According to the Los Angeles Times, “Congress is scapegoating TikTok.”
“It’s no worse than other social media platforms,” the Times’ editorial board claimed on Friday in great big letters before — one must assume, unintentionally — describing why the wildly popular social media app is actually way worse than other platforms, such as Instagram and Facebook.
The mixed message was in response to the testimony of TikTok CEO Shou Zi Chew before the House Commerce Committee on Thursday.
Even the editors had to admit that Chew “did not have a successful appearance”:
He did not assuage skeptical members of Congress that his enormously popular social media platform can isolate itself from Chinese government interference. Nor did he convince them that TikTok has done enough to address misinformation, protect children from harmful material or remove content that violates its code of conduct. It didn’t help his cause when Republican Representative Kat Cammack of Florida played a video showing an animated handgun firing in a post threatening the committee and its chairwoman. The video had been on TikTok for 41 days and was removed during the hearing.
The editors searched hard for the silver lining to spin Chew’s testimony and declared that “while TikTok is currently the target of federal inquiry, primarily because of growing anxiety with China’s power and influence, the concerns over user privacy, misinformation and impacts to children are not unique to TikTok.”
“Harmful practices are baked into the business models of social media platforms, including Instagram, Snapchat, Facebook and YouTube,” they wrote. “An increasing number of state legislatures and lawsuits are attempting to force companies to take more responsibility for building safer products. Congress too should be wielding its regulatory authority more broadly to protect consumers, not just TikTok users.”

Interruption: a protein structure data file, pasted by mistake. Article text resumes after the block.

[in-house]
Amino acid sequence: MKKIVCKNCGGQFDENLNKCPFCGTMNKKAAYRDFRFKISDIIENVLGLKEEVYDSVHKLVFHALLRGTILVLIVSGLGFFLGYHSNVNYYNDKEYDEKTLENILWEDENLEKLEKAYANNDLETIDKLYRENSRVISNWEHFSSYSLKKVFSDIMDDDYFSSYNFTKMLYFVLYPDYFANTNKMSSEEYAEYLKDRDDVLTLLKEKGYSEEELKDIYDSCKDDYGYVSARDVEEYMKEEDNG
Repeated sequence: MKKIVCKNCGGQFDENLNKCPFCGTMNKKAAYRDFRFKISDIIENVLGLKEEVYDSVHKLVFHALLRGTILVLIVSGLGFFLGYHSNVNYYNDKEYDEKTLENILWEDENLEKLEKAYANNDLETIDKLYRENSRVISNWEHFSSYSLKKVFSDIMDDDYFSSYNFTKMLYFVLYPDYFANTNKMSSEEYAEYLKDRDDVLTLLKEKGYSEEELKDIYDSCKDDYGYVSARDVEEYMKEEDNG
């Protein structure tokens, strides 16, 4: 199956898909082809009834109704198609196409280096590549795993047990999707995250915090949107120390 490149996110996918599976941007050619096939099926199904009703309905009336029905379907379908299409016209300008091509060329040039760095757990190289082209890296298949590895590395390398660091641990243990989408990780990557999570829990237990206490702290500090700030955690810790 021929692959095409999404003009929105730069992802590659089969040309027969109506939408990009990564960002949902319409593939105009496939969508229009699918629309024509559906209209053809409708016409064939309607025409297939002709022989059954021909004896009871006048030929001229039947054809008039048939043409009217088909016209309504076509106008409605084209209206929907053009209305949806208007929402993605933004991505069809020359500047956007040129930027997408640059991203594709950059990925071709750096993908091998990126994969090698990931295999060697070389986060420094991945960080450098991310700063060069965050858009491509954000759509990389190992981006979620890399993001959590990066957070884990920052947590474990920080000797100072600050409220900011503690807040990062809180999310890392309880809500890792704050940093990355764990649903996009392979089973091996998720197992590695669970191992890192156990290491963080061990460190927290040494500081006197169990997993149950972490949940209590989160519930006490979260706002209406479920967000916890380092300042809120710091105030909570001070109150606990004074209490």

But after a bit of “whataboutism,” the board went on to describe the very disturbing reasons why “federal agencies” have “raised alarm” over TikTok, specifically:
The immediate question before federal lawmakers is how to address the national security concerns posed by TikTok’s ties to China. The app was created by Chinese internet technology company ByteDance. Federal agencies have raised alarm because Chinese law requires that tech companies allow government access to user data. There’s also concern that with the platform’s reach — it has 150 million users, or nearly half the U.S. population — and its powerful algorithm, TikTok could be used as a tool to disseminate propaganda or disinformation.
The Biden administration has threatened to ban TikTok unless the app’s Chinese owners sell their stakes.
Chew tried to make the case that TikTok is a private company independent of the Chinese government and could build a firewall to ensure there is no foreign interference. But his argument was undercut by an announcement Thursday from the Chinese Commerce Ministry that would oppose the forced sale. China considers technology a national security issue and has the right under Chinese law to block the export of it.
As BizPac Review reported, when confronted by House Energy and Commerce Committee Chairwoman Cathy McMorris Rodgers (R-Wash.) with a Forbes article that alleged TikTok’s parent company, ByteDance, surveilled journalists who were covering the company last year using TikTok data, Chew dodged the questions, instead taking issue with the words “surveillance” and “spying.”
TikTok CEO dodges on whether company will cease ‘spying’ on Americans https://t.co/zG8mCAHAfN pic.twitter.com/fSeXKMzTHA
— Conservative News (@BIZPACReview) March 24, 2023
“TikTok spied on American journalists,” Rodgers said. “Can you say with 100% certainty that neither ByteDance, nor TikTok employees, can target other Americans with similar surveillance techniques?”
“I disagree with the characterization that it’s ‘spying,’” Chew replied.
Rodgers tried again.
“I wanted to hear you say with 100% certainty that neither ByteDance nor TikTok employees can target other Americans with similar surveillance techniques as you did with the journalists,” she said.
“Again, I disagree with the characterization of ‘surveillance,’” the CEO responded.
But if the Chinese refuse to sell their shares in the app, the Times editors argued, “the Biden administration has limited options.”
“An outright ban would raise significant technical and legal issues, including whether cutting off an extremely well-used mode of speech would violate the 1st Amendment,” they wrote. “What is the U.S. going to do after TikTok? Shut down every popular Chinese- or foreign-owned app?”
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Author: Melissa Fine
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